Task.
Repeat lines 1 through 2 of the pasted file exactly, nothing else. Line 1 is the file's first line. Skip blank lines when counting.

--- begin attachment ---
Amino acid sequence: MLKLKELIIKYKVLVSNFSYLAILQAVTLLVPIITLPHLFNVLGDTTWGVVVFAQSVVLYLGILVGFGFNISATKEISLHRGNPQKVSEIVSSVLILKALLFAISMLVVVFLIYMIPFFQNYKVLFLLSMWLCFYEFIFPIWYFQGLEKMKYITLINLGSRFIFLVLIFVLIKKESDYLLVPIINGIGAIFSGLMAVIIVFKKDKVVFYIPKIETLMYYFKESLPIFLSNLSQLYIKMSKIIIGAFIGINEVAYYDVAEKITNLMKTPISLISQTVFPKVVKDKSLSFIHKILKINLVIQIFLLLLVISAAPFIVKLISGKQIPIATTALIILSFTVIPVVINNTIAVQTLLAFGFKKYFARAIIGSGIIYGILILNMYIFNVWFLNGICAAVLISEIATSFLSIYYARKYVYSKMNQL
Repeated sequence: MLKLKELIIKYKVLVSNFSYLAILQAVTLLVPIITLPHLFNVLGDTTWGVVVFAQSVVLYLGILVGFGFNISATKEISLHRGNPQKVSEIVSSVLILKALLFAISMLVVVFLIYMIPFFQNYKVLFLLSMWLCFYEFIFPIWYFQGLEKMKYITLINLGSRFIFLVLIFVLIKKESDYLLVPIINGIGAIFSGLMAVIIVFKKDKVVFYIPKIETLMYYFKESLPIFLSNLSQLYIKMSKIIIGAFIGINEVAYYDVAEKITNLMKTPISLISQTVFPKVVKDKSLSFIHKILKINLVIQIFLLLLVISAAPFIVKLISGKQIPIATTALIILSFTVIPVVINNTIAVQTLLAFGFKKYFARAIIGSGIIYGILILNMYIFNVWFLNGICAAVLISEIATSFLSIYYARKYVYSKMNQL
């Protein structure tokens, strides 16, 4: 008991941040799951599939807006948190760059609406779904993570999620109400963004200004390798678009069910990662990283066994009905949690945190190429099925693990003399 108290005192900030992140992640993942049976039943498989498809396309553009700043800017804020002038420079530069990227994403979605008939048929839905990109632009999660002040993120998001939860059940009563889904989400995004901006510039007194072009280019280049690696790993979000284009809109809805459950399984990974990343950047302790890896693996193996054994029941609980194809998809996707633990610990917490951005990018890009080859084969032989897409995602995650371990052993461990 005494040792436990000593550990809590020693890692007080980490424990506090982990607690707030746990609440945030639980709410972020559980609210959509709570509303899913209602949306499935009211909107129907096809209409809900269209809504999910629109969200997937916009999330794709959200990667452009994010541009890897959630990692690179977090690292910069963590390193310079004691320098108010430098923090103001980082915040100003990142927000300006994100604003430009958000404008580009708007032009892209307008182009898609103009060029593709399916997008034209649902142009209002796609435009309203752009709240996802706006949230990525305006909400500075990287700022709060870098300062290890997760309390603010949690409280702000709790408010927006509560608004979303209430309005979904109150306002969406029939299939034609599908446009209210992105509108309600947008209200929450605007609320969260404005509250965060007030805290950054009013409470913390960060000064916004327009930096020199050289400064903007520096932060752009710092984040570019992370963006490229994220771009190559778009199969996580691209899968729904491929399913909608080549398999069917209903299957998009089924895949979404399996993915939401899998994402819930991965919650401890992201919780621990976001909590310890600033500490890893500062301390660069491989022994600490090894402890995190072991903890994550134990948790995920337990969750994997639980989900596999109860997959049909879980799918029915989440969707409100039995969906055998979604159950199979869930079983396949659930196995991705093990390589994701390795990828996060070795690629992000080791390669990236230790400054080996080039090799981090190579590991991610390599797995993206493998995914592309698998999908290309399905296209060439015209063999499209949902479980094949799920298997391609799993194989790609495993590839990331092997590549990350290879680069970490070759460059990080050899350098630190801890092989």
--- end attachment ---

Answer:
Amino acid sequence: MLKLKELIIKYKVLVSNFSYLAILQAVTLLVPIITLPHLFNVLGDTTWGVVVFAQSVVLYLGILVGFGFNISATKEISLHRGNPQKVSEIVSSVLILKALLFAISMLVVVFLIYMIPFFQNYKVLFLLSMWLCFYEFIFPIWYFQGLEKMKYITLINLGSRFIFLVLIFVLIKKESDYLLVPIINGIGAIFSGLMAVIIVFKKDKVVFYIPKIETLMYYFKESLPIFLSNLSQLYIKMSKIIIGAFIGINEVAYYDVAEKITNLMKTPISLISQTVFPKVVKDKSLSFIHKILKINLVIQIFLLLLVISAAPFIVKLISGKQIPIATTALIILSFTVIPVVINNTIAVQTLLAFGFKKYFARAIIGSGIIYGILILNMYIFNVWFLNGICAAVLISEIATSFLSIYYARKYVYSKMNQL
Repeated sequence: MLKLKELIIKYKVLVSNFSYLAILQAVTLLVPIITLPHLFNVLGDTTWGVVVFAQSVVLYLGILVGFGFNISATKEISLHRGNPQKVSEIVSSVLILKALLFAISMLVVVFLIYMIPFFQNYKVLFLLSMWLCFYEFIFPIWYFQGLEKMKYITLINLGSRFIFLVLIFVLIKKESDYLLVPIINGIGAIFSGLMAVIIVFKKDKVVFYIPKIETLMYYFKESLPIFLSNLSQLYIKMSKIIIGAFIGINEVAYYDVAEKITNLMKTPISLISQTVFPKVVKDKSLSFIHKILKINLVIQIFLLLLVISAAPFIVKLISGKQIPIATTALIILSFTVIPVVINNTIAVQTLLAFGFKKYFARAIIGSGIIYGILILNMYIFNVWFLNGICAAVLISEIATSFLSIYYARKYVYSKMNQL